There are three common questions I get as a Financial Advisor: How safe is this, how well might it perform and what is this going to cost. The cost question has become complex over the years as financial institutions find ways to make investment expenses more palatable.
One thing we all know by now is there is no free lunch. If an institution or Advisor provides a service, somebody is paying them, and it is probably you! So let’s figure out how, and how much the fee is and make a conscious decision as to whether or not it is acceptable.
I will start with TSP, since it is the one account most everybody reading this article has in common. Thrift Savings Plan fees are on the low end. Not much controversy here, but you do get what you pay for: No professional management, minimal fund choices, and limited withdrawal flexibility.
In a nutshell, TSP offers excellent returns when times are good and devastating losses when times are bad – unless you are hanging out in the “G” fund, but then you are not even keeping up with inflation. Where this gets interesting is when you have outside mutual funds, brokerage accounts or annuities…or if you are looking to transfer part of your TSP to one of these alternate investments after retiring or turning 59.5 and using your one-time tax free withdrawal.
Mutual funds have become very familiar and widely accepted and range from lower cost do it yourself families like Vanguard to more expensive versions perhaps coming with a financial advisor and corresponding full service sized commissions. Regardless of your choice, they all have management and marketing or 12b-1 fees and they are all spelled out in a prospectus.
The degree of full disclosure in a prospectus is impressive. But this has become the problem. These documents are now so large that they are often not even printed out and very few take the time to hunt for and dig out the various fees and add them all up. For those that do, a 2% sum doesn’t really sound all that bad. But actually, it’s a disaster!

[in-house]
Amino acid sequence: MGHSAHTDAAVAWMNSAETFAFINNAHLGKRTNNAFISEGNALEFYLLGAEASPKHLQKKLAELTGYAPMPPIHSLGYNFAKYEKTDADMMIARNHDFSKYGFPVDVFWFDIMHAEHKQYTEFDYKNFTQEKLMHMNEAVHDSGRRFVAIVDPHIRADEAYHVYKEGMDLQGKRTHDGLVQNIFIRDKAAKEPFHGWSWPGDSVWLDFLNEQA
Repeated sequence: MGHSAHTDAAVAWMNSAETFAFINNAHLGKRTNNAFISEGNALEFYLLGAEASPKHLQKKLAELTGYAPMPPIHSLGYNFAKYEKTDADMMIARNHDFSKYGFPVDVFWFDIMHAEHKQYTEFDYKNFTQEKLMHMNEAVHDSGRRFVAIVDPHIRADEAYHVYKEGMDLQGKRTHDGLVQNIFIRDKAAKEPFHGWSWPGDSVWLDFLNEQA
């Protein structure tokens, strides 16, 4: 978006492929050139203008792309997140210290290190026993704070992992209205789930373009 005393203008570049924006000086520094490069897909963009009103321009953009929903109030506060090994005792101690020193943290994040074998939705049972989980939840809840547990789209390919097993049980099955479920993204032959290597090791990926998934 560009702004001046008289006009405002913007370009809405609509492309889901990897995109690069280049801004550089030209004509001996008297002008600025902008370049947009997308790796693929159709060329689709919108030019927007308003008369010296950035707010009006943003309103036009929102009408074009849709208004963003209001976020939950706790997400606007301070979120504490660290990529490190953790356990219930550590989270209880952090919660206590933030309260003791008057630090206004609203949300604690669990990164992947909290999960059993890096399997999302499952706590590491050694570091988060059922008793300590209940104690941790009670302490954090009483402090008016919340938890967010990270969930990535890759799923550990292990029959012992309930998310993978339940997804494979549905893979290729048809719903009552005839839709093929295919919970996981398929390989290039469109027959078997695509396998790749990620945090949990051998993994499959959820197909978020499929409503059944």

First, it is not a one-time fee, it is an annual hit and the dollars removed are no longer there to compound. The results add up. If an investor saves $5,000 per year, earns 8% and pays a 2% fee, he amasses $786,000 over 40 years. But if he cut the fee to 1%, he winds up with $1,045,000. That is a $259,000 difference. That 1% didn’t sound like a big deal, but how about an extra quarter million dollars in your portfolio!
Back to my point about getting what you pay for at TSP. With these outside brokerage and mutual funds you will indeed be presented with far more investment choices, better accessibility and perhaps hands on professional advice. All this is an improvement over TSP, but perhaps not worth the cost. That professional advisor needs to make up the fee damage and out guess the market. Unfortunately, not many do.
What about annuities? Controversy central! This is mainly because there are several different types of annuities and even many financial columnists are confused as to the differences. The focus of this article is the impact of fees on an investment portfolio, so I will address only